The programme noted a “quite incredible” pattern of “strikingly similar reports” of SAS operations, aimed at killing or capturing Taliban members, in which the SAS shot and killed Afghan men during night raids. After capturing family groups, soldiers would force one of them to enter the building and then shoot him, claiming the man had produced a hand grenade or an AK47 rifle. Typically, the number of rifles were far fewer than the number of men detained, while the position of the bullets in the walls indicated that the victim was lying on the ground and not in a position to fire a rifle.

So standardised were the reports that they begged the question whether the raids amounted to war crimes. Internal emails described one incident as the “latest massacre.” A senior SAS officer warned in a secret memo that it sounded like a “deliberate policy” of unlawful killings. But following the commissioning of a rare formal review of the squadron’s tactics, the investigating officer sent to Afghanistan accepted the SAS version of events at face value.

According to the BBC’s sources, SAS units competed to get the highest number of kills on their six-month tours of duty, with the unit at the centre of the investigation seeking a higher body count than its predecessor.

Colonel Oliver Lee, a commander of the Royal Marines in Afghanistan in 2011, told the BBC its allegations of misconduct were “incredibly shocking” and merited a public inquiry. He said the apparent failure by special forces leaders to disclose evidence was “completely unacceptable.”

Britain’s Special Forces, which have carried out operations in 19 countries since 2011, are not subject to any parliamentary oversight, reporting only to the MoD. With their exemption from Freedom of Information requests, any information that does become available is leaked by whistleblowers who risk serious criminal charges.

The killings and cover-up flow inexorably from the filthy and criminal nature of the war carried out by British imperialism, starting from the very top. It was Labour Prime Minister Tony Blair who lined up “shoulder to shoulder” with US President George W. Bush in the US-led coalition’s illegal war of aggression and occupation of Afghanistan, persuading NATO to support the war on behalf of US and British imperialism. He never retracted his support, maintaining it was a war to bring democracy to Afghanistan. Last August, he berated President Joe Biden for the “tragic, dangerous, unnecessary” US withdrawal from the country.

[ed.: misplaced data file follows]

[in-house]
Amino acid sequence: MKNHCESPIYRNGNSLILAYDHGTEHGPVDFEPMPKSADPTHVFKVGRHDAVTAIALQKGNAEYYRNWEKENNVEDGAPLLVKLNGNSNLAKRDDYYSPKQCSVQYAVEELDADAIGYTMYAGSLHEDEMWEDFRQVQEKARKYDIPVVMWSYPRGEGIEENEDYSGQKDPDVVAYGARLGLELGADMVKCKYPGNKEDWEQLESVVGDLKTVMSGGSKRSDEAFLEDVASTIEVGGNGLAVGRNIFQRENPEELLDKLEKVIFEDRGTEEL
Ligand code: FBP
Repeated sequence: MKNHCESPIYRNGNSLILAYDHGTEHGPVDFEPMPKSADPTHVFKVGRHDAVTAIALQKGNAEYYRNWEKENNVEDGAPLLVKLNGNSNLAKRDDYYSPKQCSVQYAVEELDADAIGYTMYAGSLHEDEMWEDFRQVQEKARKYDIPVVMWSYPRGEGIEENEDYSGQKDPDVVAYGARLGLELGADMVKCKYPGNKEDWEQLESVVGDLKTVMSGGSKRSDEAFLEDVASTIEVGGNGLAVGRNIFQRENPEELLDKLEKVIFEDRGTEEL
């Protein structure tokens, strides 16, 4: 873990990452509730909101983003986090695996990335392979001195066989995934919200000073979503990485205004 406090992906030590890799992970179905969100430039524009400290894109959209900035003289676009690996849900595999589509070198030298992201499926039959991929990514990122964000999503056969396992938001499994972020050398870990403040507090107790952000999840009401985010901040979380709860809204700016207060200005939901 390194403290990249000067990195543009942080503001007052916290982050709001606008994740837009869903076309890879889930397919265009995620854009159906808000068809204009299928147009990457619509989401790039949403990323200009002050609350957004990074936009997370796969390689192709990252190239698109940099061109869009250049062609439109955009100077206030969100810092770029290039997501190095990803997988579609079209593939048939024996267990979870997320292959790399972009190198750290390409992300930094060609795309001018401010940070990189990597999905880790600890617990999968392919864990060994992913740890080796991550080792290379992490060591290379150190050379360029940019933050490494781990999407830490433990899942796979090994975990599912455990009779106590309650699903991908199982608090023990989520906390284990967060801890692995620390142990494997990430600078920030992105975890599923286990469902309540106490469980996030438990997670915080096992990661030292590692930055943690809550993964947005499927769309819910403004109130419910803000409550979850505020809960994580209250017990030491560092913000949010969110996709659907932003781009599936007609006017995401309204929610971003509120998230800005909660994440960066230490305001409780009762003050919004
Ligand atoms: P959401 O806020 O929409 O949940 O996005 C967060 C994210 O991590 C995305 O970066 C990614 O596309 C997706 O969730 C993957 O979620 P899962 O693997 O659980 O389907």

The illegal invasion and occupation of Afghanistan has led to more than 175,000 deaths, although the real toll, including deaths caused indirectly by the war, is closer to a million, with hundreds of thousands of wounded and millions more forced to flee their homes. One of the poorest countries on the planet, its population suffers grinding deprivation and oppression.

While the British government claims the military costs of Operation Herrick were £23 billion, Frank Ledwidge, author of Investment in Blood published in 2013, estimates the total cost is now around £40 billion, including the human and financial cost of long-term care for more than 2,600 British troops injured, more than 5,000 “psychologically injured” and the pittance paid in compensation to the families of the 7,000 civilians the UK government has officially admitted were killed, injured or lost their homes due to its operations.

The UK government had sought to introduce a statutory “presumption against prosecution” for British soldiers over events five or more years old, giving the green light to future war crimes, including the mass murder of civilians. Ministers were forced to concede that the five-year limit would not include war crimes in the legislation enacted last year.

It is not just those soldiers who perpetrated these crimes on behalf of the imperialist powers who have gone unpunished. Crucially, those at the very top of the political and military ladder who planned and executed a criminal war have escaped punishment. Blair, like Bush, has never been held to account for his role in ordering the invasion of Afghanistan or his central role in the Iraq war in 2003.

The only two people who have faced criminal repercussions are those who reported war crimes: Chelsea Manning, who has endured a decade of persecution, and Julian Assange, who is imprisoned in Britain’s maximum-security Belmarsh Prison and faces extradition to the US to serve 175 years imprisonment under the Espionage Act.